Metal Shearing Tips Featured

“Shear” Determination

If a shop needs to trim plate or sheet metal to size, chances are likely they own a metal cutting shear. Metal shearing is the most efficient way to make a straight cut through flat stock. A small sheet metal operation may be able to get by with a slitter, while lasers, plasmas, waterjets, and other specialized types of cutters might be able to do the job, but nothing beats a good shear for regular flat metal cutting.

As with any piece of equipment used in a business, if owners and operators firmly determine from the start to make the most of their metal shear, they will experience greater productivity, increased uptime, and lower maintenance costs. Here are a few tips for consideration in that regard.

Get the Right Shear for the Job (and the Shop)

Good metal shearing begins with purchasing the right shear for not only the job at hand but also anticipated future jobs that will likely be taken on by the shop. Understanding the difference between a swing beam shear (that has a pivoting beam and upper blade) and a guillotine shear (that has a beam and upper blade that moves parallel to the bottom blade) is essential to determining what type of shear is best for an operation.

Not only is it important to buy a metal shear that is the right length to handle the jobs, but care must be taken to get one with enough power to shear the thicknesses and types of metals that will need to be cut. Also, if a shear’s capacity is rated on mild steel, its capacity will almost certainly be much less for other metals, like stainless steel. The number one cause of shear breakdowns is due to overloading a machine for a job it wasn’t designed to handle.

In addition, metal shears are available with several different drive systems, so recognizing their pros and cons is necessary to picking the perfect shear. The different types include:

  • Stomp Shears. Also called foot shears, stomp shears are operated as the name implies: the operator stomps his or her foot on a treadle to force the blade down to make a cut. Ideal for a small start-up sheet metal shop, stomp shears can only work with short, light-gauge sheets of metal and will quickly tire an operator who runs one for more than brief stints.
  • Air Shears. Also called pneumatic shears, air shears operate off either shop air or a separate air compressor. They are a step up from a stomp shear and work well for small sheet metal facilities.
  • Flywheel Shears. While fast and powerful, old-style flywheel-powered mechanical shears are noisy and dangerous, as well as less accurate than more modern shearing machines.
  • Mechanical Shears. Direct-drive mechanical shears are good for small to medium shops that only cut stock on occasion. The advantage they have over more powerful hydraulic shears is that they only use power during the cutting cycle, with the motor turning off when it is no longer running. They also don’t produce any hydraulic waste.
  • Hydromechanical Shears. A cross between mechanical and hydraulic shears, hydromechanical shears are mechanical shears that are driven by a hydraulic motor or one or more hydraulic cylinders.
  • Hydraulic Shears. With its hydraulic transmission, a hydraulic shear operates somewhat more smoothly and accurately than a mechanical one. Hydraulic shears are generally much more powerful than mechanical shears and usually feature an overload protection system that stops the cutting cycle when an obstruction is present or when the shear’s pressure is about to max out.

Consider Investing in Shear Options to Increase Productivity

While the features that are standard with any metal cutting shear allow it to function properly in a shop environment, budgeting a little extra to add optional features and accessories can significantly increase a fabricator’s productivity.

Some of the types of options to consider include:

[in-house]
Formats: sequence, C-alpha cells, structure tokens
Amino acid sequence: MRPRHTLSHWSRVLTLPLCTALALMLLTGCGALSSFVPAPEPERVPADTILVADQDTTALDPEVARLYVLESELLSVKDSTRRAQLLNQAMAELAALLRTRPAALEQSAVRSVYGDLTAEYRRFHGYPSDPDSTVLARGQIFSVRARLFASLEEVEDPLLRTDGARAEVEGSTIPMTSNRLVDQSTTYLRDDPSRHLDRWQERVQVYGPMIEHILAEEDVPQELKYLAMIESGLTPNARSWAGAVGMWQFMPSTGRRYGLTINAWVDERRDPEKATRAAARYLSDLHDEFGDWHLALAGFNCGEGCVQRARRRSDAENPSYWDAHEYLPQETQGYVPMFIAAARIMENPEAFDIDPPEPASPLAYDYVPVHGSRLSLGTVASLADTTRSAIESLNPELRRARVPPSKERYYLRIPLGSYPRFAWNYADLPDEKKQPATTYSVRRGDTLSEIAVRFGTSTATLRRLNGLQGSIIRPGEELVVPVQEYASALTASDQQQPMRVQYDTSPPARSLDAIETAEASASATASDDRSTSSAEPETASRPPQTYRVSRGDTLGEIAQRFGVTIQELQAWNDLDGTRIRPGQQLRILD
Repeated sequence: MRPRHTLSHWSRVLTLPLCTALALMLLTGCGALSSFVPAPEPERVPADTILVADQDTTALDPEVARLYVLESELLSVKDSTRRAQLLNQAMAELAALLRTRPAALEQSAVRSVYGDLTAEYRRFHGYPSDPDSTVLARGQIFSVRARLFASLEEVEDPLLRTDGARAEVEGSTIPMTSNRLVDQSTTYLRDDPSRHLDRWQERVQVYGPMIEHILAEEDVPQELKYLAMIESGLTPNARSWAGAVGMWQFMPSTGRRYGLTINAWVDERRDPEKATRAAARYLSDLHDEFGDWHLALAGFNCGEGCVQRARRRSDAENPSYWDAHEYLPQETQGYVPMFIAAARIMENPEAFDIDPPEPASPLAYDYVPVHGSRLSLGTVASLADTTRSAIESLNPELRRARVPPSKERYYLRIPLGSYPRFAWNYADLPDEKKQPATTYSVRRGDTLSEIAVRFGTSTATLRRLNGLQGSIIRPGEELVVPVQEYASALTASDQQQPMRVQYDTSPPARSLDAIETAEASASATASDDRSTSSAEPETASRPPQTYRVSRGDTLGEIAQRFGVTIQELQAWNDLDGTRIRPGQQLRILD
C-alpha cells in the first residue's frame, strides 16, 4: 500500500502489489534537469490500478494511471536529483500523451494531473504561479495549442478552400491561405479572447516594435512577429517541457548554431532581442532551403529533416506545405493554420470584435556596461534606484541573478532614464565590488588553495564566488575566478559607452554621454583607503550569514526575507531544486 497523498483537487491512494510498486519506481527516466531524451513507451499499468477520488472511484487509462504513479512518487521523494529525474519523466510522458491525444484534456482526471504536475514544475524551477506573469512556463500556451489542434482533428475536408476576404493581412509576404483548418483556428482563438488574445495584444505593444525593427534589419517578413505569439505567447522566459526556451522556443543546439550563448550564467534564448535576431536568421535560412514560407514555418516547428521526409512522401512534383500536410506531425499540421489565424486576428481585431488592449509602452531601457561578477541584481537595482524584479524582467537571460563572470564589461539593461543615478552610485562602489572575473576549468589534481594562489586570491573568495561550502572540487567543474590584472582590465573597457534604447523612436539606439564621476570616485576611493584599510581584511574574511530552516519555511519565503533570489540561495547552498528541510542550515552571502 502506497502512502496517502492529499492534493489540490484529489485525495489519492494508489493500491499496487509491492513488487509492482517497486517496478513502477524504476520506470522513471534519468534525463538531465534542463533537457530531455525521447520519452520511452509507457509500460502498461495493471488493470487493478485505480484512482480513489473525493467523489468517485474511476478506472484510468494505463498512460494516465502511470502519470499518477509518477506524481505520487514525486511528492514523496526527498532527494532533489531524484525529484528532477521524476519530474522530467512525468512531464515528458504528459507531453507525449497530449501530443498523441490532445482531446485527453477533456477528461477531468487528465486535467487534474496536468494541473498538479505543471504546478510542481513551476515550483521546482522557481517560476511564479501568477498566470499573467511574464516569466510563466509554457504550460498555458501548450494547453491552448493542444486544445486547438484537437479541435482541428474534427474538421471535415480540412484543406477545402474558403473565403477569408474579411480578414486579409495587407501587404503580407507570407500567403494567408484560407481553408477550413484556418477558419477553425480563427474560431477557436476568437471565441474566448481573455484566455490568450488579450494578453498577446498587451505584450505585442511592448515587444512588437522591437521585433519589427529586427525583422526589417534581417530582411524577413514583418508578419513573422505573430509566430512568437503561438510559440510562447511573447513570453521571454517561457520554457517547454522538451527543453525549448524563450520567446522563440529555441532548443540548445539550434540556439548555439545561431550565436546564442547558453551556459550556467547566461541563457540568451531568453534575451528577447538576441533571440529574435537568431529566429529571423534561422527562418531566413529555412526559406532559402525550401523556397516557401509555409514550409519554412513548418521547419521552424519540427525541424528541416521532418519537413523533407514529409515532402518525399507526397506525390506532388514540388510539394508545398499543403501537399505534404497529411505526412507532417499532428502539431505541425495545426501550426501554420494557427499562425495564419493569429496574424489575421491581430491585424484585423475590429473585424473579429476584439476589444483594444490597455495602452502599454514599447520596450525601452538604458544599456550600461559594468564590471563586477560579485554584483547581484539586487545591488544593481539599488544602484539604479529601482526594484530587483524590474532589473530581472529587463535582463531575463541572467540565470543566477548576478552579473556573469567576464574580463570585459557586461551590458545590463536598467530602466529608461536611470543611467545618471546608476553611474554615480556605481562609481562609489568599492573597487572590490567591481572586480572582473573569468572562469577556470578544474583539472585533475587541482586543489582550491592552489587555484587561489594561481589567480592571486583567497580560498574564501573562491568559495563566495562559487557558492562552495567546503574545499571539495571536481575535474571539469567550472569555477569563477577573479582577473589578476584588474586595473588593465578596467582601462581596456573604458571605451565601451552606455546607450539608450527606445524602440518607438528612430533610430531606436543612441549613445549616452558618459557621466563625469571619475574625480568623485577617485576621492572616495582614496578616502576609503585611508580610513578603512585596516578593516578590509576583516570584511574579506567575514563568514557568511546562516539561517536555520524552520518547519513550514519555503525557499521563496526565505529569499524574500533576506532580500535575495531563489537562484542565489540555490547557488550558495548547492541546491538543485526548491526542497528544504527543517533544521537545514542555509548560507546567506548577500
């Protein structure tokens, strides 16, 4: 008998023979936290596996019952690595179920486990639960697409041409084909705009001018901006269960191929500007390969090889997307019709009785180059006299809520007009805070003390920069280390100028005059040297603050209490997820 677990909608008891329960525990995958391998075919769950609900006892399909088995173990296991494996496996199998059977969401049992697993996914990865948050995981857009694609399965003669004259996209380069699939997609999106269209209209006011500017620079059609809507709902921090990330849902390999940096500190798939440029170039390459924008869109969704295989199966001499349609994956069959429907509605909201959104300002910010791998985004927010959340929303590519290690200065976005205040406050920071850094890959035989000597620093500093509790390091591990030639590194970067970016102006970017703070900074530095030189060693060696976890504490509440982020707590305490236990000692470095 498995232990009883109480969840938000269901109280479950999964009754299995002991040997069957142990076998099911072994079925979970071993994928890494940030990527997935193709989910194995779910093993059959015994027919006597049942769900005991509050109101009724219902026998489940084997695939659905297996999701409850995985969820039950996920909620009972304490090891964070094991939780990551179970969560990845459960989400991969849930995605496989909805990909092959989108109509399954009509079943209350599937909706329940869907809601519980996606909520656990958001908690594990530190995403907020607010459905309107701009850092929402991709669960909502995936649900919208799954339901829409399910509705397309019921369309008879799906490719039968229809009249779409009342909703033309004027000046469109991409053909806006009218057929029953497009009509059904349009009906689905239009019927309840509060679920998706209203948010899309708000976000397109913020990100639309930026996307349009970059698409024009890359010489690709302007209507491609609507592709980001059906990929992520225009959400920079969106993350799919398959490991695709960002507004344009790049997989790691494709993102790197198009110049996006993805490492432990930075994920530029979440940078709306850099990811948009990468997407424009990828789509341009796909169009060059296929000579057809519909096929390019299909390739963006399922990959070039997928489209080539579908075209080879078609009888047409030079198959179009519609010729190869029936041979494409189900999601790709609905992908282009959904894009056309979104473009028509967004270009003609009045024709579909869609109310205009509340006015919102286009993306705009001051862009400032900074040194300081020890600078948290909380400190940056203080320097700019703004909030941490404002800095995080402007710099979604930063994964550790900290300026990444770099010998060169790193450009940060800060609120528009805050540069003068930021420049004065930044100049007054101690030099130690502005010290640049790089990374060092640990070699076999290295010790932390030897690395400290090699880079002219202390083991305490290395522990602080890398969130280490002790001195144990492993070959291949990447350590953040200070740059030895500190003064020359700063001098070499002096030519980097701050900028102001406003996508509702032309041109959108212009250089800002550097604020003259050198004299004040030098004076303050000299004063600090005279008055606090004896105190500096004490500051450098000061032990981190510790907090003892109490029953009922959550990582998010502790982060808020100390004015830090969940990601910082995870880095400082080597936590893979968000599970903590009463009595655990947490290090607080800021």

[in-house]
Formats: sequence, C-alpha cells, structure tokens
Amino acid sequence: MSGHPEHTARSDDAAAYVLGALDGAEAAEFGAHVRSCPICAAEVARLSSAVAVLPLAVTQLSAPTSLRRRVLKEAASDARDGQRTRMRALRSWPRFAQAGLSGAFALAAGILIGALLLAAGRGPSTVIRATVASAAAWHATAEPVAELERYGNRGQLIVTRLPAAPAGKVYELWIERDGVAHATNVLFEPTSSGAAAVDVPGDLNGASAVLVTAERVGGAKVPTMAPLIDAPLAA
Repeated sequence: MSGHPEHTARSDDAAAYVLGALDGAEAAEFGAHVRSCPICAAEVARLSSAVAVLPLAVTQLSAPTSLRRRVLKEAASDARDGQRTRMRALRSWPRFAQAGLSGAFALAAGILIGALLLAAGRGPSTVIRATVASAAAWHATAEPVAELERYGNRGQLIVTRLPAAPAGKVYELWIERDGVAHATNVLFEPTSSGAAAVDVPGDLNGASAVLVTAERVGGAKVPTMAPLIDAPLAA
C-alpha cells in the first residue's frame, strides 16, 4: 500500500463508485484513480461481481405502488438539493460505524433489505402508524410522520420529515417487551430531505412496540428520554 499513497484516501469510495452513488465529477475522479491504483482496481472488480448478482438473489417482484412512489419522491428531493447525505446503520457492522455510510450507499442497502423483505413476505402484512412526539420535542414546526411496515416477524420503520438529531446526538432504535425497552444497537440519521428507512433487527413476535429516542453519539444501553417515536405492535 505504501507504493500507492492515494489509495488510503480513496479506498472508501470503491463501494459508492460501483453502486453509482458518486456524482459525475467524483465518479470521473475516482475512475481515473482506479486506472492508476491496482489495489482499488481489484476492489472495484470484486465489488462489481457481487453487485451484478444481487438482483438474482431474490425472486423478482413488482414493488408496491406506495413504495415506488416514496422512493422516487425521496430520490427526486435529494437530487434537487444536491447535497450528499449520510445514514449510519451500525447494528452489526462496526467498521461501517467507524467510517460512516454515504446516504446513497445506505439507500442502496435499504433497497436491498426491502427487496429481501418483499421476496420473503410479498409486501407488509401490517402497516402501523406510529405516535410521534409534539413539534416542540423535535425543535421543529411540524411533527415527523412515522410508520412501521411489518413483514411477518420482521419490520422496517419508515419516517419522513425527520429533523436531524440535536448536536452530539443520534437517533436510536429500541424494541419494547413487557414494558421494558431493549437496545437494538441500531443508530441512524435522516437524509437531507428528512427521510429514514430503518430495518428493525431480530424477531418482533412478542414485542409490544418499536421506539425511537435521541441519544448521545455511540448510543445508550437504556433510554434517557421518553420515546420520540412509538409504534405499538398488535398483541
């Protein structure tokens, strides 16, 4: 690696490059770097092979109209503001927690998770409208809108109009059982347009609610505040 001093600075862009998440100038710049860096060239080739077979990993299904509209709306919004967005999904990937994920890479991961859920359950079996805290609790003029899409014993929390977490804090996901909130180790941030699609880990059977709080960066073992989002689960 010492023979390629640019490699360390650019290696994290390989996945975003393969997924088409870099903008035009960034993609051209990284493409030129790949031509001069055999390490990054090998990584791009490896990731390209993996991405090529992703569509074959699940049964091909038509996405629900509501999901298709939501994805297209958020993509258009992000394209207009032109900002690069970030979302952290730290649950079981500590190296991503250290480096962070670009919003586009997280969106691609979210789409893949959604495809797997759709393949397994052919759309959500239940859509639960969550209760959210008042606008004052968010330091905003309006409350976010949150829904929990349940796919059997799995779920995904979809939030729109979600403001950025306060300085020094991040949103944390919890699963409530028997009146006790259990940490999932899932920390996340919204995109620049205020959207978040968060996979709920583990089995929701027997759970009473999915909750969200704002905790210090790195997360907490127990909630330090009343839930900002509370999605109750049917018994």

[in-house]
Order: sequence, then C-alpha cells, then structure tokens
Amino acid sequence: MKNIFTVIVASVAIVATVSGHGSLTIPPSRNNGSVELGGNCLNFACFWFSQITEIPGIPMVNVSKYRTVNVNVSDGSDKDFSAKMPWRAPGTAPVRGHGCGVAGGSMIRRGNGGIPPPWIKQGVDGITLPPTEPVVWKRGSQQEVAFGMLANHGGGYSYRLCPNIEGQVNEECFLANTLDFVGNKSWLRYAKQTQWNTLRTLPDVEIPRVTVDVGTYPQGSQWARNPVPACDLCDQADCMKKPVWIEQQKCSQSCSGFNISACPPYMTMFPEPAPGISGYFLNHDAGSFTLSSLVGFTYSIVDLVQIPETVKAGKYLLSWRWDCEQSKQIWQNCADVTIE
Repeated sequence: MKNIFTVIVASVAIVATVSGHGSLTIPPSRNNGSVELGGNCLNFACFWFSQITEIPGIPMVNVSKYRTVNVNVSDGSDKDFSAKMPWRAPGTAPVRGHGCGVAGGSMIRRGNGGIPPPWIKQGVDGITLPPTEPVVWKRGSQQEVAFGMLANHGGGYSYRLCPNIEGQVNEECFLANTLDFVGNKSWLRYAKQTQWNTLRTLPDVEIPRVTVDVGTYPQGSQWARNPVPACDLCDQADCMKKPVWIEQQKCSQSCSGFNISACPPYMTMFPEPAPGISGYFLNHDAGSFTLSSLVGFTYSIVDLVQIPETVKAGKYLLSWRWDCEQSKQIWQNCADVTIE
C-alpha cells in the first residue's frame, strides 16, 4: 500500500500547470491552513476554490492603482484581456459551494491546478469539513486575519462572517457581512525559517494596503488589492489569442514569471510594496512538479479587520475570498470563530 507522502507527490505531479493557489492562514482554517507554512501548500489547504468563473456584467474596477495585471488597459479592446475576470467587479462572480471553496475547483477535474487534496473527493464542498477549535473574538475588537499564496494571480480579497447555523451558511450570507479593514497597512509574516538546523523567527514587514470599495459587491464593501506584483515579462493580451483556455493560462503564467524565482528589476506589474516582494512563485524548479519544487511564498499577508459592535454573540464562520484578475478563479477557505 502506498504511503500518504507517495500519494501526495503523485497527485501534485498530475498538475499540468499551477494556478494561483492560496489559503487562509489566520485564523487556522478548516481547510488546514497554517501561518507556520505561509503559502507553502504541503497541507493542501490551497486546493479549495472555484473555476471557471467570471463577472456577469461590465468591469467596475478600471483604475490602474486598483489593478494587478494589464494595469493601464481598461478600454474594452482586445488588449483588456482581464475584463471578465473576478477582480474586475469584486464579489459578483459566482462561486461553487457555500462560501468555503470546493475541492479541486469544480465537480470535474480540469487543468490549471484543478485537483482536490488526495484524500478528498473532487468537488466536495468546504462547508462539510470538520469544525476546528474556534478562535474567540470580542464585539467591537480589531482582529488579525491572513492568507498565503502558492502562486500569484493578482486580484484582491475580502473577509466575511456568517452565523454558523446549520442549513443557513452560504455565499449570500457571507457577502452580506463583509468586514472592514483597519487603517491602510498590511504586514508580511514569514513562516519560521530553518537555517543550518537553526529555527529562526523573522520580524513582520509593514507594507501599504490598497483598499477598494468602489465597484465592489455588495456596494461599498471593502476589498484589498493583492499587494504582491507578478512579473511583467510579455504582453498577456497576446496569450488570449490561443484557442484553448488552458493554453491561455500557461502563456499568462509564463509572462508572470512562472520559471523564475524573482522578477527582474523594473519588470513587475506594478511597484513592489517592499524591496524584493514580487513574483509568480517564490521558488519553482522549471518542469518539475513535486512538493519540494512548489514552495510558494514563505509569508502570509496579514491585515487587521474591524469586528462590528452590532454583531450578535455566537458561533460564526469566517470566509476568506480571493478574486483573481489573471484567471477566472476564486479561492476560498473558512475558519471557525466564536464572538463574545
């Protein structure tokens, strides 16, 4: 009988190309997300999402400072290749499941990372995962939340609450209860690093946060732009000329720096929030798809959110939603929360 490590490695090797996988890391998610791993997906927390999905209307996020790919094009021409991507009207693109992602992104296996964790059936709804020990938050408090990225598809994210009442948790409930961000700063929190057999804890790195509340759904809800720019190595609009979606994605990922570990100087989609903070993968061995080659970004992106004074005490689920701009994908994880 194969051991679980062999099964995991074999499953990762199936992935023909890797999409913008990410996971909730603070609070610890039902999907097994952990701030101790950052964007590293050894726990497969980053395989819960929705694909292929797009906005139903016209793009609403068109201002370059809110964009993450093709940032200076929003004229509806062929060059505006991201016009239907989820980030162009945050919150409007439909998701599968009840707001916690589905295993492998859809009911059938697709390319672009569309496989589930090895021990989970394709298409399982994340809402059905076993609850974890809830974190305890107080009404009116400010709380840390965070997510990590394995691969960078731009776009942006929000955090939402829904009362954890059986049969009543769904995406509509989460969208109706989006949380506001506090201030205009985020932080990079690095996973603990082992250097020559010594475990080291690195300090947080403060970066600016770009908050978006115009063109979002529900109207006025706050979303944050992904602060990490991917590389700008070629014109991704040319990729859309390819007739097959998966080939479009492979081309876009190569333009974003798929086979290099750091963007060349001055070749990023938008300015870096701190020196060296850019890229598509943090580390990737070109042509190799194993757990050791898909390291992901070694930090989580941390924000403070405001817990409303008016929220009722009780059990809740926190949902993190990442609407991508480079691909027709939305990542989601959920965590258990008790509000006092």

• Arms. Support arms are used to prop up stock being loaded into a shear, while a squaring arm squares the sheet so that it will be cut at a 90° angle. Squaring and support arms can also include different types of stops used to gauge the material from the front.
  • Back Gauges. Manual, powered, and programmable back gauges stop the inserted stock from going past a specific depth so the correct size of material can be cut.
  • Lubrication Systems. Manual and automatic lube systems can lubricate specific points on the metal shear to keep it running smoothly.
  • Material Handling Devices. Various types of devices can facilitate the movement of blanks, finished parts, and scrap to and from the shear. Some of these devices include ball transfers mounted in the machine’s table, front return units for use when a piece of stock needs subsequent cuts, conveyors, and stackers for parts or scrap.
  • Stroke and Gap Adjustments. A stroke adjustment sets the length of the cut, while manual and powered blade gap adjustments allow the gap to be adjusted to accommodate different thicknesses and types of material.

Position the Shear Correctly

For a shear to operate optimally, where—and how—it is set up is important:

  • Workflow. To have maximum productivity, the workflow of a shop must be considered when installing a shear in a facility. Likewise, material handling of raw stock and finished parts need to be carefully planned, and the traffic patterns of employees moving through the shop should be examined.
  • Using a Pit. Large capacity shears may need to be placed in a pit cut into the floor for greatest stability.
  • Leveling. The shear needs to be leveled, otherwise its very operation can twist its frame and other components and eventually ruin the machine.
  • Vibration Isolation. Adding vibration isolation pads can decrease the vibrations of the shear during operation, which can reduce damage to the shear, its tooling and components, and the foundation it rests on. This is especially important for large shears that can’t be placed in a pit for some reason. Isolation pads can also decrease noise and even improve shearing speed.

Regular Inspection and Maintenance

Inspecting the various components and tooling of a shear on a regular basis and performing routine maintenance according to the schedule provided from the factory is necessary to minimize downtime and avoid hazards. Before every job, a basic inspection of the shear should be completed that includes examining the condition of the blades and hold downs and setting the back gauge and blade clearance for the specific job.